Men in mud-splattered rubber trousers stand in small flat boats
drawn into a tight circle. They give a joyous shout, and their long
poles rise and fall, slapping the icy black water in a rhythm that
is a thousand years old.
This is how the Christmas season begins in the Czech Republic -
with boisterous fishermen's jokes, Thermoses of hot tea, and the
On a rock overlooking the pond, Jan Hofbauer, one of the last
proud carp barons of South Bohemia, directs the fishing operation by
hand signals. His life's work, like that of his forefathers, has
been to bring Christmas dinner to thousands of Czech families.
While in other parts of the world carp is considered an unclean
pest or, at best, a poor-man's fish with a foul-smelling, low-
quality meat, here it is the center of the Christmas feast.
"Czechs have eaten carp at Christmas for as long as history
remembers," Hofbauer says, "and the way we do carp, it is
The fish is usually fried, often breaded, and the classic
Christmas recipe, called carp black, is dressed up with a dark plum
Hofbauer and his crew of village men use the same techniques
their ancestors have used for centuries.
First, the pond is slowly drained. Then, the men use nets and
poles to round up the fish in shallow water and scoop them into
baskets, where they are carefully sorted into those that can be sold
this year and those that must spend another winter under the ice.
Czech scientists say that carp can survive very harsh conditions
but only reach their full potential in size and flavor when given
special care. While species of carp have taken over tepid waters in
North America only to produce undersized and unsavory offspring,
Czech carp often weigh as much as 10 pounds and have a fine, buttery
The difference lies primarily in the labor-intensive methods of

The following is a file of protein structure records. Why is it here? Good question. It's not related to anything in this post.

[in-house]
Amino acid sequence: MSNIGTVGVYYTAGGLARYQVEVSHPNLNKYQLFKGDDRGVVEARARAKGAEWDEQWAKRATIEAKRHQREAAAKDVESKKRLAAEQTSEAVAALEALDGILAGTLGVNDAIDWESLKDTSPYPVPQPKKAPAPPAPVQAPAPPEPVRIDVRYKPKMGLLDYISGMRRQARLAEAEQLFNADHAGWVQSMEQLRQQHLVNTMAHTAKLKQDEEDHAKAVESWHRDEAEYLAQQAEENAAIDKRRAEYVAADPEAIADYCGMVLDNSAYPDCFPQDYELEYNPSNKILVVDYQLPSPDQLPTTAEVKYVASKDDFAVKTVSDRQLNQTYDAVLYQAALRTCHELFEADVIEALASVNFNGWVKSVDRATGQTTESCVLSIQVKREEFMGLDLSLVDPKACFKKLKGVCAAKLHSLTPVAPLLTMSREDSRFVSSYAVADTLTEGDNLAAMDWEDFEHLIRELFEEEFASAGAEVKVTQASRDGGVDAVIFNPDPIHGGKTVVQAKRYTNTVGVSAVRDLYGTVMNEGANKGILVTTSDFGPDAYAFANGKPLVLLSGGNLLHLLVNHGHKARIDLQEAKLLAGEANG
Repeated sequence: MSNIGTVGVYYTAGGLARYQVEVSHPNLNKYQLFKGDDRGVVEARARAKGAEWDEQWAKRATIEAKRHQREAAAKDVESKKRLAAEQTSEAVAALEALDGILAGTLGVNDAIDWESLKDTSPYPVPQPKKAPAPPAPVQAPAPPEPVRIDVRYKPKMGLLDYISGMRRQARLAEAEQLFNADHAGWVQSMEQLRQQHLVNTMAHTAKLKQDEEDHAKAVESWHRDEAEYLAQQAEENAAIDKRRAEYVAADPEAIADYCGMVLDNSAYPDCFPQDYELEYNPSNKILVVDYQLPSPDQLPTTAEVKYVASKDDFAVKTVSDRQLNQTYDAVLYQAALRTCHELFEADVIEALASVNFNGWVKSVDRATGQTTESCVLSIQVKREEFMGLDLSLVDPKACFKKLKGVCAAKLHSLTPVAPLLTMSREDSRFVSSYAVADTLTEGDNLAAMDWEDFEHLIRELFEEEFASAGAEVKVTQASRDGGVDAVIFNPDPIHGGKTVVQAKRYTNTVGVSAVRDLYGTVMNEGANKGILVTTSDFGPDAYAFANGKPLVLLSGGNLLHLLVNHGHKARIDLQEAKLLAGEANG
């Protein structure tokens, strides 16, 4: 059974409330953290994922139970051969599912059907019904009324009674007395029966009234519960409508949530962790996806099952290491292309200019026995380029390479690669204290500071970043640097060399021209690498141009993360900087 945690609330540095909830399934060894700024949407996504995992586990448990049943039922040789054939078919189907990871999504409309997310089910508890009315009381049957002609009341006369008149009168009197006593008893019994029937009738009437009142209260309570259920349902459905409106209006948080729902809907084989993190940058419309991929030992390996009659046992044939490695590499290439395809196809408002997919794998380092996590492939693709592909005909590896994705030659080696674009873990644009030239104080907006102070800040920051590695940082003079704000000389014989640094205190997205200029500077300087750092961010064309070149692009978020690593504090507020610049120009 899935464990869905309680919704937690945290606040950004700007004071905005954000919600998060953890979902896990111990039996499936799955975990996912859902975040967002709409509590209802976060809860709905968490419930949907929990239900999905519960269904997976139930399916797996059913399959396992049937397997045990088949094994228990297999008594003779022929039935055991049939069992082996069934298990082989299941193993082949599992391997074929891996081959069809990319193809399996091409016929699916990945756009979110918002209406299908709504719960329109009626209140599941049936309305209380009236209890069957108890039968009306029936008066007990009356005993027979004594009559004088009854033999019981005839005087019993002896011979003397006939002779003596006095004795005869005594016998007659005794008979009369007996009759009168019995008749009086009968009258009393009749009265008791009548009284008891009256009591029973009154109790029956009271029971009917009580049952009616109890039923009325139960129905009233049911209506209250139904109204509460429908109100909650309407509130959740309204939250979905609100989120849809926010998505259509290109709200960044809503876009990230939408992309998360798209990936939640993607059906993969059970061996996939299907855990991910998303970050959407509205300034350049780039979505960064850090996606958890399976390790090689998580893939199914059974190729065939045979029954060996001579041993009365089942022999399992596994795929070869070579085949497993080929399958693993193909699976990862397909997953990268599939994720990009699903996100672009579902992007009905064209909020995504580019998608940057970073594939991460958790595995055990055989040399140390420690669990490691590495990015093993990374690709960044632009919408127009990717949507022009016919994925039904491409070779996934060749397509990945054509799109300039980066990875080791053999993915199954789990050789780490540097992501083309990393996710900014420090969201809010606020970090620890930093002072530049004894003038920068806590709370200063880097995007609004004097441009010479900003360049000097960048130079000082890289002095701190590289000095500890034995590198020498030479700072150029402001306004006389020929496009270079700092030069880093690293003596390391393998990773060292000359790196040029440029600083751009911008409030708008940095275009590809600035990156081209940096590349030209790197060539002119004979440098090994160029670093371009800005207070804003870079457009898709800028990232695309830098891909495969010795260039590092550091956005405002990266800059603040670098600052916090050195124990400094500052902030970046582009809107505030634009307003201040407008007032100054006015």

farmers like Hofbauer and the complex system of ponds where the fish
are raised - a process that takes three to four years.
Of 23,000 man-made ponds in the Czech Republic, 95 percent of
them are used to farm carp. A local fish-farming system consists of
dozens of ponds interconnected by gates and channels that bring in
fresh water in the spring, drain and clean the ponds in the fall,
and keep fish sorted and sheltered through the winter.
"Carp have to be raised in these pond systems and fed natural
cereals," says Martin Flajshans, a scientist at the Research
Institute of Fish Culture and Hydrobiology in South Bohemia. "Carp
raised any other way have jelly-like meat, smelling of mud and
The carp's tale
The first written record of this kind of carp farming in the
Czech lands dates from the 11th century, when Roman Catholic
monasteries began cultivating fish for food during Lent. It quickly
developed into a closely guarded Czech trade.
Today, induction into the fisherman's guild still requires a
frigid initiation, which includes an oath to serve the patron saints
of fishing, a dunking in ice-cold water, and a swift spanking with
an ornate wooden paddle. …